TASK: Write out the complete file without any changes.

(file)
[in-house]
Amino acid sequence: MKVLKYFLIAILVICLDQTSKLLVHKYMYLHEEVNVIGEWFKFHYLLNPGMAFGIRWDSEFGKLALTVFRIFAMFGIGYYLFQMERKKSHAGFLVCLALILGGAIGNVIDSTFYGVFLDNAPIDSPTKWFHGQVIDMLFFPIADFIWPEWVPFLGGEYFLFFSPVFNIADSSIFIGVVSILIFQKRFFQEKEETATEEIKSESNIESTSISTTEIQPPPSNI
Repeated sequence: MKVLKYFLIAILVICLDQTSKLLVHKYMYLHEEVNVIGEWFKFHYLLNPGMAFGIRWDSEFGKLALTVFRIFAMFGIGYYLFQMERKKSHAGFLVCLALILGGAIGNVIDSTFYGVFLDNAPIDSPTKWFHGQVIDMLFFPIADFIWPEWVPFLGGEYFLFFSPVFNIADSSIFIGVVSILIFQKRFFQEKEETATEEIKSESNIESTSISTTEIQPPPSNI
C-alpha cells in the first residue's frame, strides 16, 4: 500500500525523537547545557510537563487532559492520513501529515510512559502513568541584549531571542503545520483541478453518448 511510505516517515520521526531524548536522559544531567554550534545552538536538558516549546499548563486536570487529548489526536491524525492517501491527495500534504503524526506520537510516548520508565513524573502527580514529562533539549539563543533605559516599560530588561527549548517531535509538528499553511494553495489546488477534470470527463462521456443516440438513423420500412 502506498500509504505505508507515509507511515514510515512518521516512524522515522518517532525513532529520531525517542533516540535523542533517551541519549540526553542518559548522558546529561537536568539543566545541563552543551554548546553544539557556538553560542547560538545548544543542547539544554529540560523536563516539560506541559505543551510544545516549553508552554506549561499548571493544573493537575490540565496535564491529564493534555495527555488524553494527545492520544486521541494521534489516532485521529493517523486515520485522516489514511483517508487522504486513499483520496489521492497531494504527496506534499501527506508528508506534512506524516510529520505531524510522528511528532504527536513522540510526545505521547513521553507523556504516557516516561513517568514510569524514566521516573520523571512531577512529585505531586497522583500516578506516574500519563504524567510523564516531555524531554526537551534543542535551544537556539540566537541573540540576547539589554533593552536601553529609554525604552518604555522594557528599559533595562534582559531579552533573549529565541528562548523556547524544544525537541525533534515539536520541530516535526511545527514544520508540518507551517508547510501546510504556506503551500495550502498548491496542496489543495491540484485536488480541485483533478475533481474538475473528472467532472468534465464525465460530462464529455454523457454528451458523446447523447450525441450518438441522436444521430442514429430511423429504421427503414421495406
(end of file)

[in-house]
Amino acid sequence: MKVLKYFLIAILVICLDQTSKLLVHKYMYLHEEVNVIGEWFKFHYLLNPGMAFGIRWDSEFGKLALTVFRIFAMFGIGYYLFQMERKKSHAGFLVCLALILGGAIGNVIDSTFYGVFLDNAPIDSPTKWFHGQVIDMLFFPIADFIWPEWVPFLGGEYFLFFSPVFNIADSSIFIGVVSILIFQKRFFQEKEETATEEIKSESNIESTSISTTEIQPPPSNI
Repeated sequence: MKVLKYFLIAILVICLDQTSKLLVHKYMYLHEEVNVIGEWFKFHYLLNPGMAFGIRWDSEFGKLALTVFRIFAMFGIGYYLFQMERKKSHAGFLVCLALILGGAIGNVIDSTFYGVFLDNAPIDSPTKWFHGQVIDMLFFPIADFIWPEWVPFLGGEYFLFFSPVFNIADSSIFIGVVSILIFQKRFFQEKEETATEEIKSESNIESTSISTTEIQPPPSNI
C-alpha cells in the first residue's frame, strides 16, 4: 500500500525523537547545557510537563487532559492520513501529515510512559502513568541584549531571542503545520483541478453518448 511510505516517515520521526531524548536522559544531567554550534545552538536538558516549546499548563486536570487529548489526536491524525492517501491527495500534504503524526506520537510516548520508565513524573502527580514529562533539549539563543533605559516599560530588561527549548517531535509538528499553511494553495489546488477534470470527463462521456443516440438513423420500412 502506498500509504505505508507515509507511515514510515512518521516512524522515522518517532525513532529520531525517542533516540535523542533517551541519549540526553542518559548522558546529561537536568539543566545541563552543551554548546553544539557556538553560542547560538545548544543542547539544554529540560523536563516539560506541559505543551510544545516549553508552554506549561499548571493544573493537575490540565496535564491529564493534555495527555488524553494527545492520544486521541494521534489516532485521529493517523486515520485522516489514511483517508487522504486513499483520496489521492497531494504527496506534499501527506508528508506534512506524516510529520505531524510522528511528532504527536513522540510526545505521547513521553507523556504516557516516561513517568514510569524514566521516573520523571512531577512529585505531586497522583500516578506516574500519563504524567510523564516531555524531554526537551534543542535551544537556539540566537541573540540576547539589554533593552536601553529609554525604552518604555522594557528599559533595562534582559531579552533573549529565541528562548523556547524544544525537541525533534515539536520541530516535526511545527514544520508540518507551517508547510501546510504556506503551500495550502498548491496542496489543495491540484485536488480541485483533478475533481474538475473528472467532472468534465464525465460530462464529455454523457454528451458523446447523447450525441450518438441522436444521430442514429430511423429504421427503414421495406